In this case, you might just have to rely more on grid electricity and savor the savings you get during the summer months. There are options you can discuss with your installer, of course, so be sure to bring this up during your conversations.
Benefits of installing south-facing panels
Installing solar panels facing south offers several advantages to many homeowners in Australia, including the following:
Lower electricity bills
South-facing panels will still produce plenty of energy during the day even if it’s not as much as north-facing panels. This means that even if your system’s orientation isn’t optimal, you can still enjoy lower electricity bills.
This is particularly true if you maximize your self-consumption. Thus, why we recommend running your heavy appliances when the sun is out. And if you want to rely even less on grid electricity, consider adding a solar battery to your system.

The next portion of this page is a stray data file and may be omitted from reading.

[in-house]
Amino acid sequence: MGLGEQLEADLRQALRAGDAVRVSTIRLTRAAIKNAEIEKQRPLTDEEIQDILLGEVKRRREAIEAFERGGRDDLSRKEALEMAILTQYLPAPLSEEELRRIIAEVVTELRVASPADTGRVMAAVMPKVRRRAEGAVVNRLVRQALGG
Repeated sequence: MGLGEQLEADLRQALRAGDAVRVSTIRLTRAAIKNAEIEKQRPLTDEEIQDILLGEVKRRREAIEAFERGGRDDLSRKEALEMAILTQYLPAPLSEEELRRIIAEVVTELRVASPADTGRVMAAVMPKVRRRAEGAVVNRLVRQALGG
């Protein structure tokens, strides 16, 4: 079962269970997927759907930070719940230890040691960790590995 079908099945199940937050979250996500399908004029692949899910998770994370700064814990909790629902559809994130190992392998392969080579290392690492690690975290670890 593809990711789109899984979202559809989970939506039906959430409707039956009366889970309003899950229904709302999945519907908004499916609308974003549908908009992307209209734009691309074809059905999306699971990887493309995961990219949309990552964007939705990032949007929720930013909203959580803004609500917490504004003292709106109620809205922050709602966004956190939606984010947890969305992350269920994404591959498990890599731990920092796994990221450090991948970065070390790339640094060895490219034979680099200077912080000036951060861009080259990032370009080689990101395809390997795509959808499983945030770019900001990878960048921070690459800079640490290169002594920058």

Recommended: How you can save more money with solar panels
The negligible difference in energy output during the summer
As I previously stated, the difference in energy output between north-facing panels and south-facing panels is slim to none. This becomes truer the closer the tilt of your solar panels is to being flat.
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Modern solar panels are both cheaper and more efficient.
This is true for all orientations, regardless if you have south-facing panels, north-facing panels, or even east- and west-facing panels. Technology has come so far that harnessing solar electricity is practical in virtually any situation.